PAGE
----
Amid a record number of initial public offerings (IPOs) in the U.S. market in 2021, social media platform Reddit, Inc. has confidentially filed for an IPO with the U.S. Securities and Exchange Commission (SEC), Reuters reported.
In a statement on Wednesday, the company said, “The number of shares to be offered and the price range for the proposed offering have not yet been determined. The initial public offering is expected to occur after the SEC completes its review process, subject to market and other conditions.”
Supporting Factors for the IPO
Founded in 2005 by CEO Steve Huffman and entrepreneur Alexis Ohanian, Reddit’s daily active users had reached around 52 million, with more than 100,000 active subreddits as of October 2020. Additionally, the company earned $100 million in advertising revenue for the first time in the second quarter of 2021, which almost tripled on a year-over-year basis.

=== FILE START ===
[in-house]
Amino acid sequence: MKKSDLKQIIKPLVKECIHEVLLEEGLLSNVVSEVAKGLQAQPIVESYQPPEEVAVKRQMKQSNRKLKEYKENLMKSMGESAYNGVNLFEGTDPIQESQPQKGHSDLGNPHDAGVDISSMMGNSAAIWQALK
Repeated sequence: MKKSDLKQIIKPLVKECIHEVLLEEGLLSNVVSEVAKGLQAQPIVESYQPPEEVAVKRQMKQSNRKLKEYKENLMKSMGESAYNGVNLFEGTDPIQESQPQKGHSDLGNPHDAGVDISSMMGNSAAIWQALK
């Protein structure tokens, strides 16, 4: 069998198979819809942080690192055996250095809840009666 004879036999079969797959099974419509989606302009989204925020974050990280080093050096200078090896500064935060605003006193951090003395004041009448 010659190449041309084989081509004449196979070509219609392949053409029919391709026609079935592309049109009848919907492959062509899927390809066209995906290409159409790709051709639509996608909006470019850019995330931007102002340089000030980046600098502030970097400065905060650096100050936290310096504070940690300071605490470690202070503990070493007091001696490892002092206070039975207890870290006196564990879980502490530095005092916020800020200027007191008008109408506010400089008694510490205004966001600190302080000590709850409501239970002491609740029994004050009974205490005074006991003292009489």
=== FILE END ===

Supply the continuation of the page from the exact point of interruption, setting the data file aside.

Markedly, at the beginning of the year, the company witnessed a rise in interest after a forum on the site, WallStreetBets, attracted retail traders who were able to whipsaw the prices of so-called meme stocks.
The San Francisco-based platform that fueled this year’s trading frenzy was valued at $10 billion by investors in a private fundraising round this summer.